Most people go through each number, keeping a running sum and only add two numbers together at once. Something like this:

  • 2+6 = 8
  • 8 + 7 = 15

In your brain, this required two iterations.

In this very simple example, we know how many numbers we have and what their values are. That is rarely the case in programming.

As briefly mentioned in the the previous section, you have the concept of an array. At its most simple, it?s a list of values. You don?t know how many values there are and what the values are. Let?s say you want to write an algorithm that counts the total number of apples in any orchard. The data would be collected in an array to records how many apples a tree possesses. For one orchard, the array could look something like that:

var apples = [12, 4, 8, 7, 2, 4]

Another orchard may have this array:

var apples = [8, 7, 6, 5, 9]

How do you create an algorithm that will work in any scenario to count the sum of apples? The answer is with a concept called loops. It?s ultimately not different at all from what you did in your head above. Let?s do it again using the first array:

  • 12+4 = 16
  • 16+8 = 24
  • 24+7 = 31
  • 31+2 = 33
  • 33+4 = 37

Here?s what the code would look like:

var apples = [12, 4, 8, 7, 2, 4];var sum = 0;for (var i = 0; i < apples.length; i++) { sum = sum + apples[i];}print sum;

That last line would print 37 on your screen.

A lot is going on in the code above. A for loop goes through each value of an array one by one, from one index to another.

In the example above, we started from the index 0 (see var i = 0;). In most programming languages, an array?s first index is not 1, it?s 0. In the above case, at index 0, the value is 12. At index 1, the value is 4.

Our range of indices in the above case is from 0 to the number of values present in the array, indicated by apples.length. Essentially, var i = 0; i < apples.length; i++ means that the algorithm is going through each index one by one (i++), starting from the first index until the last.

So, there are three components of a for loop:

  • Starting index;
  • Ending index; and
  • Number of steps per iteration.

for (startIndex; endIndex; numSteps)

If the above code, if you changed i++ to i + 2 it would sum up every other value: 12+8+2 = 22.

apples[i] means the value at the index the loop is at currently. If you replace i here by apples[3], the value you?ll obtain is 7. Here?s the array again for reference:

var apples = [12, 4, 8, 7, 2, 4];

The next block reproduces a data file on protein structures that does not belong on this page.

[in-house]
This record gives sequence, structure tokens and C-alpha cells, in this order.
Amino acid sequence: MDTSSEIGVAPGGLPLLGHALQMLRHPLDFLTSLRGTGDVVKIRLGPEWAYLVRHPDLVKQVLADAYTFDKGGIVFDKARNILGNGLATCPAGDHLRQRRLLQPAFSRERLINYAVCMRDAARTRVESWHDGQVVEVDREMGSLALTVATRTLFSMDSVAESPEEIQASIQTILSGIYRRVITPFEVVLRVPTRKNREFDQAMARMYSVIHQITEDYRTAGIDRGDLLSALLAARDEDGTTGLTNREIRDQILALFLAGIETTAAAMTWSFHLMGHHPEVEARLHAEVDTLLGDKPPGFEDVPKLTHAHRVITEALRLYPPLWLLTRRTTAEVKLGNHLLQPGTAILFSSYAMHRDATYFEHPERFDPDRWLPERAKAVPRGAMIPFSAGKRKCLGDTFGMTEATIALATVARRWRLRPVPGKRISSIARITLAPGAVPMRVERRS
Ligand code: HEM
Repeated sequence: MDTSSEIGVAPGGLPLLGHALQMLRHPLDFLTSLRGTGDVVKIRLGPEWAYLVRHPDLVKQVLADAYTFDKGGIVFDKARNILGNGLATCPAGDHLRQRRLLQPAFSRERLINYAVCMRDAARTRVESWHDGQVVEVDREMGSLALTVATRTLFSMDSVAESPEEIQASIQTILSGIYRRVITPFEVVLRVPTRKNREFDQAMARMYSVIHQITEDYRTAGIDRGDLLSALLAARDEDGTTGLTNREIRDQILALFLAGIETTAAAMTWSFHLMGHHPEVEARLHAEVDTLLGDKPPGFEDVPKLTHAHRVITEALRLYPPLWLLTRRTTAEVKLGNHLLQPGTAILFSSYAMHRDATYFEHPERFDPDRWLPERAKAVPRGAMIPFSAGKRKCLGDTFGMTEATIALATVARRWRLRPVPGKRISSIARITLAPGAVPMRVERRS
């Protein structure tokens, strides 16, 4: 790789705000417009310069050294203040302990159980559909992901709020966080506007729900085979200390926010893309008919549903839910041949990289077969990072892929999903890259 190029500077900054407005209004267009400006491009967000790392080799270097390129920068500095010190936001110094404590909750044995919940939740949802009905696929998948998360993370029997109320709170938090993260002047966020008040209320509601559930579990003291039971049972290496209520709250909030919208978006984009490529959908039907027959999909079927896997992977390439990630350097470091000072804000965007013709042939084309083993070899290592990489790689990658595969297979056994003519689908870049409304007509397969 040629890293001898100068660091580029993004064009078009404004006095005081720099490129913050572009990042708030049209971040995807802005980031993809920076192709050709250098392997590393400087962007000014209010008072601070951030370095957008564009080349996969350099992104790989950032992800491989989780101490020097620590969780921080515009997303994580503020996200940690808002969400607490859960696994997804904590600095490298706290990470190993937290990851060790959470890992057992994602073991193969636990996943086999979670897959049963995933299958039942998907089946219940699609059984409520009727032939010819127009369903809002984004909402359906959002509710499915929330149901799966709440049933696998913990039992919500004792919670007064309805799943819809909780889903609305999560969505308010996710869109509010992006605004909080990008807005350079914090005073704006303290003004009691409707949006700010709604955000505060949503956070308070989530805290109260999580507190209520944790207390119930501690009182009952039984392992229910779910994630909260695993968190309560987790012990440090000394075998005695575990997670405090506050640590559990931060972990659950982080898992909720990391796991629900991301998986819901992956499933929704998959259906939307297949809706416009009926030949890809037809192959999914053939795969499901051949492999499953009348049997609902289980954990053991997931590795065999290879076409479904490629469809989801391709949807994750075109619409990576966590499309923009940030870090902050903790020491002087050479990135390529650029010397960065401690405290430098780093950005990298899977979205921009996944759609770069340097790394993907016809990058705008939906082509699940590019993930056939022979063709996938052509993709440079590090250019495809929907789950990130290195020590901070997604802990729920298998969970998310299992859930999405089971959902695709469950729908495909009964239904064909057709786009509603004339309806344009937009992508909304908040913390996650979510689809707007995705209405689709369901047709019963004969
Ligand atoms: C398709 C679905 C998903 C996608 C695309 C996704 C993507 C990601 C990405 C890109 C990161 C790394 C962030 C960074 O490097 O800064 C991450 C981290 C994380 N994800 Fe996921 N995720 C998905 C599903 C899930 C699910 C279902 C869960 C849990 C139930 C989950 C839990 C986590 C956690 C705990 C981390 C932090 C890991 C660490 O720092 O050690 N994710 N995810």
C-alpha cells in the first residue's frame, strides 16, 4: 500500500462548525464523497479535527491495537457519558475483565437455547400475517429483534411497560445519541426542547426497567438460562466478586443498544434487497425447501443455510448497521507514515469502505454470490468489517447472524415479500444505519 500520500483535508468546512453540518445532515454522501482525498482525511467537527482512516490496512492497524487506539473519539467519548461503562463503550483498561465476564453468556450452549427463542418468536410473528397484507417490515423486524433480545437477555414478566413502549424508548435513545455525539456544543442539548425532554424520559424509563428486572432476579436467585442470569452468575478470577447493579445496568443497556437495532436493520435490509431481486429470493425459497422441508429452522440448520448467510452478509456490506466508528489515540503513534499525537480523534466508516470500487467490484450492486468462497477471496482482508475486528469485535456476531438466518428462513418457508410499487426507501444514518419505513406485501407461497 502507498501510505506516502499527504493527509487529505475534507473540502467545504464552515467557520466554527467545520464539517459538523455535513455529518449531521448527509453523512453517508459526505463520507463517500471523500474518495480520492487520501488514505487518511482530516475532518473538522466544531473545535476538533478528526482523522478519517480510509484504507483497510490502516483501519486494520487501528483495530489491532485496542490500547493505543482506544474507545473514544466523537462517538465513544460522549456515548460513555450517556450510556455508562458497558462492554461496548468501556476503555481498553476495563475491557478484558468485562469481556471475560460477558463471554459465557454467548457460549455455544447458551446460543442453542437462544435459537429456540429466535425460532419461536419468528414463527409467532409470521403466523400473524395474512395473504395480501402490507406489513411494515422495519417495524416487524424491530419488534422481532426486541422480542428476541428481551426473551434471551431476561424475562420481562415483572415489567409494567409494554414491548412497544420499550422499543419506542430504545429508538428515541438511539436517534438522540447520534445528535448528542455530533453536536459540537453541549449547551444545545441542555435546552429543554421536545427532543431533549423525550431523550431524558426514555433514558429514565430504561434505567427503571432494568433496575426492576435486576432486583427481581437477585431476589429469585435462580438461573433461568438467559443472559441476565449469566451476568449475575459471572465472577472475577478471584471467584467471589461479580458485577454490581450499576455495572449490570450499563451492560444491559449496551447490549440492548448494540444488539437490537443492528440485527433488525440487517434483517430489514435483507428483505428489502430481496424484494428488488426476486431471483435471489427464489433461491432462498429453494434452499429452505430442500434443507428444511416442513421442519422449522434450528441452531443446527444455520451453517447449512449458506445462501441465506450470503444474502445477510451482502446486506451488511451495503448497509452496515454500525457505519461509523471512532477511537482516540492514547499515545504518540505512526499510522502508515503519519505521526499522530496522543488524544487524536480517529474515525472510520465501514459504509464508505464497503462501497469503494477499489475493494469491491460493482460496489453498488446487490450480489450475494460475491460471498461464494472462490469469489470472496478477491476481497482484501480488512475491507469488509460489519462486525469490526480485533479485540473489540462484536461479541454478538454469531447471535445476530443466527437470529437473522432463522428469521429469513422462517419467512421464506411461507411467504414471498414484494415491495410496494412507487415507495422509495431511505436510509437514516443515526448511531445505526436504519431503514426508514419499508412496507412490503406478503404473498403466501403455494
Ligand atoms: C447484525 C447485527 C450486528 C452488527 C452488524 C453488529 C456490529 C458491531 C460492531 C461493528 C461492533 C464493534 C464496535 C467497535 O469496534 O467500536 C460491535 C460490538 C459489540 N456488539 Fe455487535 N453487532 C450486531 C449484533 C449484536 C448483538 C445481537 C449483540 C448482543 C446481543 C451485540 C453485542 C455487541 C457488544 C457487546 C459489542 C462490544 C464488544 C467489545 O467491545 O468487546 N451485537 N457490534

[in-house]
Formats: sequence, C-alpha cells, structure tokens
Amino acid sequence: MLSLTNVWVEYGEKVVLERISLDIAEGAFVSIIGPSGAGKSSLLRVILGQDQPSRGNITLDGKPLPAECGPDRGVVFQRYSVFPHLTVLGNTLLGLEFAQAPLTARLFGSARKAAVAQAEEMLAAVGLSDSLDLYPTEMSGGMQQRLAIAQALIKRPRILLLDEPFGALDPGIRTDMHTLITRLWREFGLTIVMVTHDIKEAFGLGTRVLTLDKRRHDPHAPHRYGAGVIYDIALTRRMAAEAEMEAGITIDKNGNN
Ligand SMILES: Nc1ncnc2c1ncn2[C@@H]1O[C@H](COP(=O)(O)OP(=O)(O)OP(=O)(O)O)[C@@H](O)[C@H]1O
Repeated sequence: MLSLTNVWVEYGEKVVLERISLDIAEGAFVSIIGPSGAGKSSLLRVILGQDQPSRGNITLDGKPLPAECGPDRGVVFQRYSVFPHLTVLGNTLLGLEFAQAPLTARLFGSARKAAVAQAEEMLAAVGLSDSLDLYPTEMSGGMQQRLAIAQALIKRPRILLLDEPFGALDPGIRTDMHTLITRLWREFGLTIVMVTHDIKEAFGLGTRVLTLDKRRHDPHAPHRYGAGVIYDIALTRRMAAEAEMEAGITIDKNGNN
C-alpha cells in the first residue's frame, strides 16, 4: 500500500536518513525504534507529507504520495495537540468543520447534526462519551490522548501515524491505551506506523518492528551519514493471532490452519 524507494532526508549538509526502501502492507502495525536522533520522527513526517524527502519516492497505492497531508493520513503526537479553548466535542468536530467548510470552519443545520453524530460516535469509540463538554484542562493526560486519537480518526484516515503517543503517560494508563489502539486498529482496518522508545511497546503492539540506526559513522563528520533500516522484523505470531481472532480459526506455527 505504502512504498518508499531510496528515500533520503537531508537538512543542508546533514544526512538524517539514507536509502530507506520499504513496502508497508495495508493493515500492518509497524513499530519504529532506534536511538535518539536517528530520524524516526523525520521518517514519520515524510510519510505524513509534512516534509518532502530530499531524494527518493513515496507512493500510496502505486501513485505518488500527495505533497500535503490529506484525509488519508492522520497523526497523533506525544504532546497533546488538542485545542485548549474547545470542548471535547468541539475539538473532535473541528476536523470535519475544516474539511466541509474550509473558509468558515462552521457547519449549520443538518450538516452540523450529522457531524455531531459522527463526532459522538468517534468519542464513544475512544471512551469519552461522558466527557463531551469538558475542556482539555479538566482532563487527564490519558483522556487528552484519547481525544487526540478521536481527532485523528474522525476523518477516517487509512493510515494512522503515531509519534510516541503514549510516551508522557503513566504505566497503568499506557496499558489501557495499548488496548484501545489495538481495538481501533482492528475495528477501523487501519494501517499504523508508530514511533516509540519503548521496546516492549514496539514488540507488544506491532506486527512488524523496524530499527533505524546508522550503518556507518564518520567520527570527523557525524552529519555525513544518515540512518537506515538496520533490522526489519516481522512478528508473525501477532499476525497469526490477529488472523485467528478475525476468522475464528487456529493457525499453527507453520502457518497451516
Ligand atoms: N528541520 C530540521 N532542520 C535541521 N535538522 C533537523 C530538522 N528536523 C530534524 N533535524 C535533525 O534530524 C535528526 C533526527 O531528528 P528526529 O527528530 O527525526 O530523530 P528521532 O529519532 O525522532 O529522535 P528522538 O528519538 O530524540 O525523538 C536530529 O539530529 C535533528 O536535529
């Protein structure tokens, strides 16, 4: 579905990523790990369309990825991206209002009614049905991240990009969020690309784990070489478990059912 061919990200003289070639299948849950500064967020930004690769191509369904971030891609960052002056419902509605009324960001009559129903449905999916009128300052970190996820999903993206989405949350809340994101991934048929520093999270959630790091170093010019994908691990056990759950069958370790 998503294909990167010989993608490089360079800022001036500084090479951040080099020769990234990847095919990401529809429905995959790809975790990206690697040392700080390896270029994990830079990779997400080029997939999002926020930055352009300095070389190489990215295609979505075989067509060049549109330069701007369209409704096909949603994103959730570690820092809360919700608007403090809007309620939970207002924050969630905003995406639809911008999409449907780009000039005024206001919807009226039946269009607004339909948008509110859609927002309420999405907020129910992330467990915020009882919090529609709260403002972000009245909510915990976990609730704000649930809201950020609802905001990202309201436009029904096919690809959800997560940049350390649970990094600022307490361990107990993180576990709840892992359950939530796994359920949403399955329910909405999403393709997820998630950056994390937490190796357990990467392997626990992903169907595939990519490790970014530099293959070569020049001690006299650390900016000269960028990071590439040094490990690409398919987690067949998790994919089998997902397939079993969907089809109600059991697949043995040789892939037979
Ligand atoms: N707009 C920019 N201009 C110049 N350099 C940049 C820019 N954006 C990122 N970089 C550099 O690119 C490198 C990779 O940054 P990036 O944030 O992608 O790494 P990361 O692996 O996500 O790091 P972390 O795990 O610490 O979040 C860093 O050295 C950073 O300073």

• apples[0] = 12
  • apples[1] = 4
  • apples[2] = 8
  • apples[3] = 7
  • apples[4] = 2
  • apples[5] = 4

The for loop above basically performs this:

var sum = apples[0] + apples[1] + apples[2] + apples[3] + apples[4] + apples[5]

Understood?

I know this seems complex right now, and that?s why you need to practice for 80% of your learning time.

for is the most common loop. You?ll also regularly find the while loop. It means ?do something until I?m done?. Example: Pick apples until there are no more apples to pick.

Let?s say we take the first orchard that has 37 apples:

var numApples = 37;while (numApples > 0) { numApples = numApples – 1; print numApples;}

What do you think will happen here?

You?ll see this printed on your screen:

  • 36
  • 35
  • 34
  • 33
  • ?
  • 0

You?ll see 37 values printed. The code in the while loop will keep executing until the condition is met: numApples > 0, aka ? until we still have apples to pick!

4.4 Functions

Functions make code pieces reusable. Remember the for loop above to calculate the sum of apples for the first orchard? How do you make it work for ANY orchard? Let?s make a few adjustments:

function countApples(apples) { var sum = 0; for (var i = 0; i < apples.length; i++) { sum = sum + apples[i]; } return sum;}

You?ve created your first function/method! This, on its own, actually does nothing. Here?s how you would use the function:

var orchard1 = [12, 4, 8, 7, 2, 4];var orchard2 = [8, 7, 6, 5, 9];print countApples(orchard1);print countApples(orchard2);

This would print 37 and 35 on your screen. How? Let?s dig deeper.

When you write print countApples(orchard1) you are sending the orchard1 array to the algorithm you previously created. It essentially becomes exactly like the examples in 4.2:

var apples = [12, 4, 8, 7, 2, 4];var sum = 0;for (var i = 0; i < apples.length; i++) { sum = sum + apples[i];}print sum;